The previous post presented the claims model, namely concepts such as identity provider, identity consumer, claims and security tokens. In this one, we will describe some of the protocols available for the communication between providers and consumers, namely for requesting security tokens and exchanging them.

Passive protocols

The following figure shows a typical interaction between the Identity Provider (IdP) and the Identity Consumer (a web app), when the user agent is a browser without javascript code (passive client).

PassiveProtocols

  1. The protocol begins by Alice’s browser making the initial HTTP request to the web app.
  2. Since this request does not contain any identity information, the response is a redirect to the IdP. Alice’s browser fulfills this redirect by sending a GET request to the IdP. The redirect target URL contains information contextualizing the request, namely the identity of the requesting web app.
  3. After this request, typically there is an interaction between the IdP and Alice’s browser with the purpose of authenticating the user. For example, the IdP may respond with an HTML form for username+password authentication, which is followed by a POST containing this information, sent by Alice’s browser. This interaction may also include a step where the IdP and Alice agree on the issued claims, which is useful when Alice wants some control over releasing parts of her identity.
  4. Finally, the IdP responds with a security token containing the issued claims. This response may be:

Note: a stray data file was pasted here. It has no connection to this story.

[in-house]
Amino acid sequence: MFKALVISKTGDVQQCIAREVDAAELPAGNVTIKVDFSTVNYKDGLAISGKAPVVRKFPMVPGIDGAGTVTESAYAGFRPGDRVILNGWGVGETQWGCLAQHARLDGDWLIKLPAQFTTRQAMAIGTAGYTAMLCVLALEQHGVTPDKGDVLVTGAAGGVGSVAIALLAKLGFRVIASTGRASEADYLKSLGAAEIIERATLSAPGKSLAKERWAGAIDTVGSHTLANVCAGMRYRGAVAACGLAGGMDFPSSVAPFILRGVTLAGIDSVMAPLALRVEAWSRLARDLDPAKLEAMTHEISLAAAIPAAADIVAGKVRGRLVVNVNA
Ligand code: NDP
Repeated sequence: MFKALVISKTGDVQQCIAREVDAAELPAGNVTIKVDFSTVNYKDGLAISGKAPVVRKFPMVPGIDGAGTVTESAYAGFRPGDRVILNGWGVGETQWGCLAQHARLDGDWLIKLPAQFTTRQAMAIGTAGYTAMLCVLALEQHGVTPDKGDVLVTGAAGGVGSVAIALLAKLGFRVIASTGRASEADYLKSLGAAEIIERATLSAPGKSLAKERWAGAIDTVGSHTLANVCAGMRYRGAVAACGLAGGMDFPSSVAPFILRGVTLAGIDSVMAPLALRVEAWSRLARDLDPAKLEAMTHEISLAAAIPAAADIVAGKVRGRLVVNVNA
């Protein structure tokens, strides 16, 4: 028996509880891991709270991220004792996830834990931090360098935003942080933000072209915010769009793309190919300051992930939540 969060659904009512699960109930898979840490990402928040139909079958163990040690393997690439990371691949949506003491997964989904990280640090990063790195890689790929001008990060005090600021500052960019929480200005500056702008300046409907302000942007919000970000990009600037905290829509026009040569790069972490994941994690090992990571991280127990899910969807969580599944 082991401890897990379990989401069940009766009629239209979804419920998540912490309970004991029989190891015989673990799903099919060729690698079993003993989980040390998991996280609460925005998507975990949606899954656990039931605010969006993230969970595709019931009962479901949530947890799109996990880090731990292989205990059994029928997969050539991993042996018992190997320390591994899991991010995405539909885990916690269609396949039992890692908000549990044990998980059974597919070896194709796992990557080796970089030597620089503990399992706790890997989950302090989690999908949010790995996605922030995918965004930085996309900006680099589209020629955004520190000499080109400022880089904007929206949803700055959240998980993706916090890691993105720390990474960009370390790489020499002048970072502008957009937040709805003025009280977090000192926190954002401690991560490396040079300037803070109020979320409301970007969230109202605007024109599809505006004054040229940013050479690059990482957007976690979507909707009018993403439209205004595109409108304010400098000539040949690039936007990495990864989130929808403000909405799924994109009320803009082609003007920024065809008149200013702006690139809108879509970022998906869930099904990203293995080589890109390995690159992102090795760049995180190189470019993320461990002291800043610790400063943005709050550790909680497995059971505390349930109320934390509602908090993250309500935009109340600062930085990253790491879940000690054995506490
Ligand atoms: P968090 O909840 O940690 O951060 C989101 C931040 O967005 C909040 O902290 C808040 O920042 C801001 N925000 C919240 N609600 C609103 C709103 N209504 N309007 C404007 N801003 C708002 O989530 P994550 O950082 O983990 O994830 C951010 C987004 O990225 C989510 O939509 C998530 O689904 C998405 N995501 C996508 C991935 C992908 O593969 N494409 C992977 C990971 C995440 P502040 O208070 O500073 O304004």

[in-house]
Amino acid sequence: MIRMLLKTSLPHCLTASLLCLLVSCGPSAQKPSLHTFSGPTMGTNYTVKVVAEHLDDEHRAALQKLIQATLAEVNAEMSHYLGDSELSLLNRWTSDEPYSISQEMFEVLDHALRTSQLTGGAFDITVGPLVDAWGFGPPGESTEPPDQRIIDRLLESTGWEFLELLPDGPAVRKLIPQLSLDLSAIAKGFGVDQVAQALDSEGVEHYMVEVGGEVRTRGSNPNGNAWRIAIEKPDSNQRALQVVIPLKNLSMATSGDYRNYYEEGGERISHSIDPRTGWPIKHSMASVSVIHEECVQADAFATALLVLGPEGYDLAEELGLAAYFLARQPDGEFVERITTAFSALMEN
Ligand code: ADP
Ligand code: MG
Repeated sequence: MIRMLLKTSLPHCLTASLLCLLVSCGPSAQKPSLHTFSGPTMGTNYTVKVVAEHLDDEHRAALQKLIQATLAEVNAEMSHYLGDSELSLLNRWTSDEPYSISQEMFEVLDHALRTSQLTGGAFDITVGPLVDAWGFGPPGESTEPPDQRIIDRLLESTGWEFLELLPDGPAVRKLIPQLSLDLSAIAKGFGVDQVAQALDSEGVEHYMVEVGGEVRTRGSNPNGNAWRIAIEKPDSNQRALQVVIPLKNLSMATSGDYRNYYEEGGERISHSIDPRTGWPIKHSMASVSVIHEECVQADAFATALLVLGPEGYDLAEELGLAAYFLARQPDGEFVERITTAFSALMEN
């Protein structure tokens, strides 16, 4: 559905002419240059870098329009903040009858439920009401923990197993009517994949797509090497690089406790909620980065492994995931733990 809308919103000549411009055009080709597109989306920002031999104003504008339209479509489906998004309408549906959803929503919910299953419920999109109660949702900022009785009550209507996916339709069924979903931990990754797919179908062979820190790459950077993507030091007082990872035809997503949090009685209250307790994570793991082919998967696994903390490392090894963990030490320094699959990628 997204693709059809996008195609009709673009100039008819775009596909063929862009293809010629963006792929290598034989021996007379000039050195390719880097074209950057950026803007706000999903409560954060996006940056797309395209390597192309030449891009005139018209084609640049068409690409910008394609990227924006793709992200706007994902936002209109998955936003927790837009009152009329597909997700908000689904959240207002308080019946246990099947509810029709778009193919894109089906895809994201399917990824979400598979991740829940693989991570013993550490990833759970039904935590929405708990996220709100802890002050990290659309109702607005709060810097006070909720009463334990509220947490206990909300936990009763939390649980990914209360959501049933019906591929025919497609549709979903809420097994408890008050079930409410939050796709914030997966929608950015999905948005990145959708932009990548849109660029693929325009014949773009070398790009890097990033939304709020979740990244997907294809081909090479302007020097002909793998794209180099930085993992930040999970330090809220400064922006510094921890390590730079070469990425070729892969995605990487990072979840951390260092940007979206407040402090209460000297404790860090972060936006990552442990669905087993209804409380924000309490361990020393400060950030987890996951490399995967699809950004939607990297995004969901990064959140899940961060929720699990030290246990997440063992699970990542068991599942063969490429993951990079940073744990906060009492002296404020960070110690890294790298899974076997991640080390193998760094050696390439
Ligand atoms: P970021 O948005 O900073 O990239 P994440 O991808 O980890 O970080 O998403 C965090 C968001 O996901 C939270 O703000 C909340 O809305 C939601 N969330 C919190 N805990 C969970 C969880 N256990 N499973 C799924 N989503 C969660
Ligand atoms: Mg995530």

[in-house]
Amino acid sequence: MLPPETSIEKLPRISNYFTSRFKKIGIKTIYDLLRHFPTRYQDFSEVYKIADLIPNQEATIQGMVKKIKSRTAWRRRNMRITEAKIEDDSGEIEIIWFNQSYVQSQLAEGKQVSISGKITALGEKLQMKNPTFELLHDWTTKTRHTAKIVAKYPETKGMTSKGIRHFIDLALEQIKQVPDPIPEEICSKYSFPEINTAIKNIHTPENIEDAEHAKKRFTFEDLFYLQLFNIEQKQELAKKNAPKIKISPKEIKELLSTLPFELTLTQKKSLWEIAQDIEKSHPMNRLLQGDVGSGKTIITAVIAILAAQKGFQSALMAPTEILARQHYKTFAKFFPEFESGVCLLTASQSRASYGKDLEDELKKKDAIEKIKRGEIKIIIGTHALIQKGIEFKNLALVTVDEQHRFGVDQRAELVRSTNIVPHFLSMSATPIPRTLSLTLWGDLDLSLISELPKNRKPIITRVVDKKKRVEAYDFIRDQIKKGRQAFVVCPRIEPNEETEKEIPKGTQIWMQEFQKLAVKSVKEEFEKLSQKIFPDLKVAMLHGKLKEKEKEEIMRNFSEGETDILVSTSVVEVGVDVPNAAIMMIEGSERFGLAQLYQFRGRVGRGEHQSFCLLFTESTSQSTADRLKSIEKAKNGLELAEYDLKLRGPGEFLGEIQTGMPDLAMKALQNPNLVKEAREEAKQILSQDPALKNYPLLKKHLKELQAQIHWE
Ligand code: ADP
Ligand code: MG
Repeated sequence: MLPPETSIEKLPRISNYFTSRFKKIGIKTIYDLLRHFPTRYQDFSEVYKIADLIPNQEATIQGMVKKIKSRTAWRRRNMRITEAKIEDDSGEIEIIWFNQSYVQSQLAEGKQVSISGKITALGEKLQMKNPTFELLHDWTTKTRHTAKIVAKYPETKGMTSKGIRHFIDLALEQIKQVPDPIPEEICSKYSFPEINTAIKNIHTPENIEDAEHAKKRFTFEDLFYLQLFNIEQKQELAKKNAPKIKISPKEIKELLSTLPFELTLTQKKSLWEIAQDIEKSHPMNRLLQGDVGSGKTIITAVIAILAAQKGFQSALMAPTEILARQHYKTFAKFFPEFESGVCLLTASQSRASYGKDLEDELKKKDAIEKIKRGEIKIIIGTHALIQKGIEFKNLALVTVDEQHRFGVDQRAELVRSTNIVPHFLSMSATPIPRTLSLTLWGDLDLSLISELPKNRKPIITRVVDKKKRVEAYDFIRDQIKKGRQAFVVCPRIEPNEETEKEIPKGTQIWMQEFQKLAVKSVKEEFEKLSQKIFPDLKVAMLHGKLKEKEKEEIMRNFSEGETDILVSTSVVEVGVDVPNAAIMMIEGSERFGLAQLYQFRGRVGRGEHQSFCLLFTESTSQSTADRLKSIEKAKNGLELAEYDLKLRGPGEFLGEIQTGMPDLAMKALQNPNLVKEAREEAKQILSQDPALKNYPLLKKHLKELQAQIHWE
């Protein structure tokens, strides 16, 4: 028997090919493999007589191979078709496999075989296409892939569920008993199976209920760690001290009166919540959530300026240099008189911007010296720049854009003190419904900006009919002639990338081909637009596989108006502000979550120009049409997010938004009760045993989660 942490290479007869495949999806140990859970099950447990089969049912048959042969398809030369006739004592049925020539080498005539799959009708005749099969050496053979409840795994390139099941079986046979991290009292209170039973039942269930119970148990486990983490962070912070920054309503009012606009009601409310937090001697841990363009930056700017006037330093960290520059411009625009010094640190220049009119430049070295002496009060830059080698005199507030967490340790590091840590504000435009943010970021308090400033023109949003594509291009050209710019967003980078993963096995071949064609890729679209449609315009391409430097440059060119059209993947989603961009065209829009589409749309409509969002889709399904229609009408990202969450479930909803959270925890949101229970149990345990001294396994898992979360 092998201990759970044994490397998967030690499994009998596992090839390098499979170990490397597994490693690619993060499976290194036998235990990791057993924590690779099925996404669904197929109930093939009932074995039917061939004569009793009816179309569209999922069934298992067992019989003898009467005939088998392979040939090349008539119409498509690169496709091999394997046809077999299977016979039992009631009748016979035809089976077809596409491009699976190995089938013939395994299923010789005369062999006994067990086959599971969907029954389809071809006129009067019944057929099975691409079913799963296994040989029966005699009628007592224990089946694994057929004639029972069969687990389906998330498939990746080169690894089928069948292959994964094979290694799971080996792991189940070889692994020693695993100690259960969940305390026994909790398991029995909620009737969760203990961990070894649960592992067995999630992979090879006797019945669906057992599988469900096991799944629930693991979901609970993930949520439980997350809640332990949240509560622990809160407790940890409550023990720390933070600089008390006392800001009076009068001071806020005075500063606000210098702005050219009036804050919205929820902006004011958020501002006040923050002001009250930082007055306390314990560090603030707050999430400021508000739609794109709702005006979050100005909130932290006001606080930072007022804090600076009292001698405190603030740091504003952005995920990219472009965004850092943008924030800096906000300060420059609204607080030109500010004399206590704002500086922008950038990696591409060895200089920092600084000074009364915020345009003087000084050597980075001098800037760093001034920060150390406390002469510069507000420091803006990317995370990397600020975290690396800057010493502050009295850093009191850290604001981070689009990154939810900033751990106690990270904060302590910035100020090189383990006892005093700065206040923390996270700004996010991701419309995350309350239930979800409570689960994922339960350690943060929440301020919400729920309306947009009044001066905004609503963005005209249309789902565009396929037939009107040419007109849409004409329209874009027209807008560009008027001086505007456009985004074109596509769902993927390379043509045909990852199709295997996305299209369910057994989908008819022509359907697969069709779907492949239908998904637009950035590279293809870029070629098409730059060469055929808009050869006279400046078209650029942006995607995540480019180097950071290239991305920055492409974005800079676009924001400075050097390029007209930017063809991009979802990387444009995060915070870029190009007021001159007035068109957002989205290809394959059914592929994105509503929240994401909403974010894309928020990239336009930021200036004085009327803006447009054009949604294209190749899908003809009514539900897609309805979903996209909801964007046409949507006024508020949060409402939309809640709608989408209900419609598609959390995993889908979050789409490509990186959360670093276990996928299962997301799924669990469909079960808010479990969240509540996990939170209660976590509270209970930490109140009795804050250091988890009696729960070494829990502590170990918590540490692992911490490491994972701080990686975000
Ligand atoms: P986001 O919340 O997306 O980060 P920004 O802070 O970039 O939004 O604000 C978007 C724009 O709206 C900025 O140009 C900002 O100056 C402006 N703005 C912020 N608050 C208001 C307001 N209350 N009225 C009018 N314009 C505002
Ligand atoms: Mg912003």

1. A redirect to the web app, with the token encoded in the target URL, or
    2. An auto submitting HTML form, containing the token in an hidden field. The form’s target is the web app.

Both the WS-Federation and SAML protocols use the interactions described above. The SAML protocols have some variants not described above, namely the artifact binding.

These protocols are named passive, because the user agent (Alice’s browser) does not plays an active role in the protocols. It just has to play the HTTP protocol game. Namely, no browser javascript support is required.

Active protocols

In the active protocols, the user-agent plays an active role in the protocols.

ActiveProtocols

  1. The protocol starts by the user agent directly requesting a token from the IdP. This request must contain all the information required for the IdP to authenticate the requesting user and determine the claims to issue.
  2. Next, the IdP responds with the issued token.
  3. Finally, the user agent sends the request to the Identity Consumer (typically a service), with the token attached.

The WS-Trust is an example of an active protocols based using the SOAP and WS-* specifications.

In the next post we will show some examples of security tokens, namely the SAML assertion format.